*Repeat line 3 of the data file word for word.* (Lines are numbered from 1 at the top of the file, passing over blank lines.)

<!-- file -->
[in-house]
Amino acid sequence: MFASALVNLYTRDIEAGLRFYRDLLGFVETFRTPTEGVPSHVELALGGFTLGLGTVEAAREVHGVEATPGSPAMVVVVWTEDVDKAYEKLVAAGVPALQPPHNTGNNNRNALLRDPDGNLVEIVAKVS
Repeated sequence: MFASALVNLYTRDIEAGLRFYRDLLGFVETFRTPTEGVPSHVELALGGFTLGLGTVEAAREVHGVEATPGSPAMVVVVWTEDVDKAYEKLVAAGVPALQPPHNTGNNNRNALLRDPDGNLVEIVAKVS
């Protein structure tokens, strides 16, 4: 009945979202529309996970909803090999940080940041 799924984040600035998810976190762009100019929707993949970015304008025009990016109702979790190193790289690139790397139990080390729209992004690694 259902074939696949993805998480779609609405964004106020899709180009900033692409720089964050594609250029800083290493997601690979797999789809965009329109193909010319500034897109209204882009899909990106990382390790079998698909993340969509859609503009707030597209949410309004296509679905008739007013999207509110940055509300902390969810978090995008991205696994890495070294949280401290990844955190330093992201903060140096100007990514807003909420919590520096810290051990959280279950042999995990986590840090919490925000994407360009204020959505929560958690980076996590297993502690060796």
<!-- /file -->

Repeated sequence: MFASALVNLYTRDIEAGLRFYRDLLGFVETFRTPTEGVPSHVELALGGFTLGLGTVEAAREVHGVEATPGSPAMVVVVWTEDVDKAYEKLVAAGVPALQPPHNTGNNNRNALLRDPDGNLVEIVAKVS